Decades ago, while stopping in a downtown Jerusalem café for my morning treat of danish and coffee, I noticed a man seated alone in a shadowy rear corner, clearly enclosed within his own world. My server identified him as the renowned writer Aharon Appelfeld. As an only child for whom quiet solitude, especially while writing, is a necessity, I was intrigued by his chosen location. Attached as I am to my home study, insulated from noise and with a splendid garden view, I could not imagine writing anything but a check in such a public place.
No writer’s life story has so fascinated me as Appelfeld’s. I have read and reread A Table for One, his riveting memoir of his experiences as a 9-year-old boy in Romania who escaped the invading Nazis by taking refuge in a forest. Living in solitude for three years, he learned that “silence is preferable to speech.” Until he eventually arrived in Palestine in 1946, his life “resembled that of a small animal fleeing from its hunters.”
He wrote: “Everything that had been snatched away from me so brutally in my childhood I would discover here in Jerusalem.”
Writing became Appelfeld’s “passion that knew no bounds.” Only in the corner of a Jerusalem café did he experience “the freedom of imagination” and “the chance to spend a precious hour or two alone with yourself.” A café is “my place of observation … where I’m best able to concentrate.” But not always the same café. “Every few years, I find myself a corner in a new café.”
I saw him again, years later, in Café Atara on Ben-Yehuda Street. It was, he wrote, “milling with people, but its upper floor was quiet and there was a corner by the window where my imagination conjured up the sights I needed.” As much as I wanted to tell him how fascinated I was by his writing, I restrained myself from intruding and hastened downstairs to preserve his solitude.
Appelfeld, who passed away in 2018 at the age of 85 and has some 40 books to his credit, described weekly evening (and solitary) strolls through “my neighborhood”: Rehavia, where the “quiet tranquility” was enticing. It “became the threshold to my home, from which I had been uprooted in childhood”—with “the leafy boulevards, the courtyards, the quiet, the small well-tended stores; toward nightfall, flowing from the open windows, the strains of a piano or violin.” His description was evocative. I knew Rehavia well, having lived there for two years. It became my home away from home.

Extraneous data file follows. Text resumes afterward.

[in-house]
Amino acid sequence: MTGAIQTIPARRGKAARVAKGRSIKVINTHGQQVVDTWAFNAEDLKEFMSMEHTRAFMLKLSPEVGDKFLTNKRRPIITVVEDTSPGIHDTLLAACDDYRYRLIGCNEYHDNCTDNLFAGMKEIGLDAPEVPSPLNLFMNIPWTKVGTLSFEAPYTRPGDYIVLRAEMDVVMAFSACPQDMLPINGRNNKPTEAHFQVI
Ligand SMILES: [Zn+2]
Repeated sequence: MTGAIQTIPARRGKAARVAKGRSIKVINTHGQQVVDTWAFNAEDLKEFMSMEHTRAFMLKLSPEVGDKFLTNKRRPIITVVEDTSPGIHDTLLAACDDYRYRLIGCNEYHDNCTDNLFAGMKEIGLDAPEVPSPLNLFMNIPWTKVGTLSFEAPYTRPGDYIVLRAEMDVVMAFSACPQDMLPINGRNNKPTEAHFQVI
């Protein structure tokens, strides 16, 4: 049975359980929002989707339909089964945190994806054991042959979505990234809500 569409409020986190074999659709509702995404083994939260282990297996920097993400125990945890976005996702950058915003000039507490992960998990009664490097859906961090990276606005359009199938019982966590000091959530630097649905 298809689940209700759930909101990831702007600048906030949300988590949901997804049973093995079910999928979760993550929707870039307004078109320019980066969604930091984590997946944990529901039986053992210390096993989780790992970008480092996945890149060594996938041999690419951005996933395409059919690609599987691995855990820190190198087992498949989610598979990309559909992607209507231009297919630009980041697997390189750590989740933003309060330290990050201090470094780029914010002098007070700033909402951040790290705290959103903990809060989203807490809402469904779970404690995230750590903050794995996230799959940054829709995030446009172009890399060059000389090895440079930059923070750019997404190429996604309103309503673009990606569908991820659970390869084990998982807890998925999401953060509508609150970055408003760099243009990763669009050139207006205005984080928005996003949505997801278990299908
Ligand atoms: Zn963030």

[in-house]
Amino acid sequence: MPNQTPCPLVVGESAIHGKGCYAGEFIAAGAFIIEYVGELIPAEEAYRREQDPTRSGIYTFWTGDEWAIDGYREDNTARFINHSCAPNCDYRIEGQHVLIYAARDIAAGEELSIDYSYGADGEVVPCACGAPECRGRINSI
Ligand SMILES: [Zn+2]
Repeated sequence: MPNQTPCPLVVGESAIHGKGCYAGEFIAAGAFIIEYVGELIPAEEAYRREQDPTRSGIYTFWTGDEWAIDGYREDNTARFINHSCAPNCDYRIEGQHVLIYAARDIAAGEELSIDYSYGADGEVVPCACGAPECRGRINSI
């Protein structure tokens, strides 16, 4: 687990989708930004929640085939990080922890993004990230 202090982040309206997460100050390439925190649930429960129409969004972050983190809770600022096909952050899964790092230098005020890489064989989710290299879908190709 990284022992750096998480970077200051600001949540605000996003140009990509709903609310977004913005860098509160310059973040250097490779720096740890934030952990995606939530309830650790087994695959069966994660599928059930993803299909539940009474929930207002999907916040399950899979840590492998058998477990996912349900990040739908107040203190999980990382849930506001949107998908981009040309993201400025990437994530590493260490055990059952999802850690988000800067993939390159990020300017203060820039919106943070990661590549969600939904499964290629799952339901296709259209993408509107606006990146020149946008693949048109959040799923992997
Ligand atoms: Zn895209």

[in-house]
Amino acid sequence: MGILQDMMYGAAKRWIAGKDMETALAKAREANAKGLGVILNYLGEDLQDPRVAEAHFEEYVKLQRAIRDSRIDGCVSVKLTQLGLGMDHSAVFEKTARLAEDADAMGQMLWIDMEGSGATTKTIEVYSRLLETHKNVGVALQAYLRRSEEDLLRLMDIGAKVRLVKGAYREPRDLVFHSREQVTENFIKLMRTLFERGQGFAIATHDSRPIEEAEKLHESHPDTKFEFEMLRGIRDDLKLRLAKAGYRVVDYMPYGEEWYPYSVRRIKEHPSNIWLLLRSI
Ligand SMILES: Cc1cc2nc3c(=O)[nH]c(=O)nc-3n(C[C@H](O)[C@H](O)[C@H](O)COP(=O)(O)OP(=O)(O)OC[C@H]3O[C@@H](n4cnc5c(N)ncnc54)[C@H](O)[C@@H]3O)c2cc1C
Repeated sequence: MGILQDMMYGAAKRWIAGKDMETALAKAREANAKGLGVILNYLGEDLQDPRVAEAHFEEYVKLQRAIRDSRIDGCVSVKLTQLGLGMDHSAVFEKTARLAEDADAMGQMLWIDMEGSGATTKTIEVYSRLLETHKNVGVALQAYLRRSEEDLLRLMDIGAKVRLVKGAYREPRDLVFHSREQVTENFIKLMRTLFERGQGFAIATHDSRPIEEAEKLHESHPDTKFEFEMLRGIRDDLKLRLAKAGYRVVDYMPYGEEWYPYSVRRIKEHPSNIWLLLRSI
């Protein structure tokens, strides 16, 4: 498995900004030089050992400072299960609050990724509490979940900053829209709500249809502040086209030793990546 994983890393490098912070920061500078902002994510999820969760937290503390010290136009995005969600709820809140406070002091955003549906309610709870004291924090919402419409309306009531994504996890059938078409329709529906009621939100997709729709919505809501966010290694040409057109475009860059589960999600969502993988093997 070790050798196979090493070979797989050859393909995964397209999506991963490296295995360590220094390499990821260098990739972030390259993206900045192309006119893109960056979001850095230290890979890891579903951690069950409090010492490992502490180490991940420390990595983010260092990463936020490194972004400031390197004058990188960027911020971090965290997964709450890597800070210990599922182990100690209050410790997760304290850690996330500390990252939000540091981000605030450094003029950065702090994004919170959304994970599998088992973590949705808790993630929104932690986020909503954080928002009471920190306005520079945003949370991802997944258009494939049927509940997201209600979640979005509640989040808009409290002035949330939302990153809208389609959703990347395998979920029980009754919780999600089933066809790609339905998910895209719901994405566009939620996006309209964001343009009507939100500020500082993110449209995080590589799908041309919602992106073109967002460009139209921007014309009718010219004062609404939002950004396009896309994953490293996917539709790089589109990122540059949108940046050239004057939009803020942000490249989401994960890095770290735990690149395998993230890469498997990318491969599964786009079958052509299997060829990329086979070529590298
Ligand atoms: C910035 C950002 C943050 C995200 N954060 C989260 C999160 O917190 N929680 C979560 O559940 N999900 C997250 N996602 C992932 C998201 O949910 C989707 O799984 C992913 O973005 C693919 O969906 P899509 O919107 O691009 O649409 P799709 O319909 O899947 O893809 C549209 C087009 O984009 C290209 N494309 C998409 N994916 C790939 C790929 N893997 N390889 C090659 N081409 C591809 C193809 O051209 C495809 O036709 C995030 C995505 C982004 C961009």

We shared other favorite Jerusalem neighborhoods, as remote as they were from our own life choices. In ultra-Orthodox Mea Shearim, he wrote, “Here, and perhaps only here, people speak, pray and study exactly as they used to in the shtetls and cities of Eastern Europe.” Like Appelfeld, “I neither wanted to live like them nor to resemble them.” But when I chanced to cross Rechov Averbuch (Averbuch Street), I imagined that there was a family connection here from long ago.
There was also Sha’arei Hesed, the tiny ultra-Orthodox neighborhood adjacent to Rehavia that captivated both of us. I often sat outside the synagogue on a nearby stone wall where I could watch the arrival of haredi fathers with their young sons and listen to their passionate davening. I learned that the first child to be born there was Rabbi Shlomo Zalman Auerbach, who became a renowned Jewish scholar.
Appelfeld wrote, “I prefer to sit and talk to another person quietly, and even then I prefer to listen rather than be listened to.” So I learned when I was invited to a gathering of Israelis by my dear friend Haggai, who was spending his sabbatical year in a Boston suburb. The moment I entered, I knew that I would not be comfortable there. Hebrew-speaking aside, the loud conversational noise instantly silenced me. I found an empty chair next to someone who was seated alone, an observer not a participant. We exchanged a few words before lapsing into the silence that we both clearly preferred. The next day I learned from Haggai that my partner in silence was Appelfeld.
Inside the Western Wall cavern, echoing with Jewish voices in prayer, I often pondered the deprivations of assimilation that I had absorbed as a boy and the Jewish identity that Jerusalem had bestowed. I knew that I would never see Aharon Appelfeld there. It was much too noisy.
Jerold S. Auerbach is the author of 12 books, including “Print to Fit: The New York Times, Zionism and Israel (1896-2016).”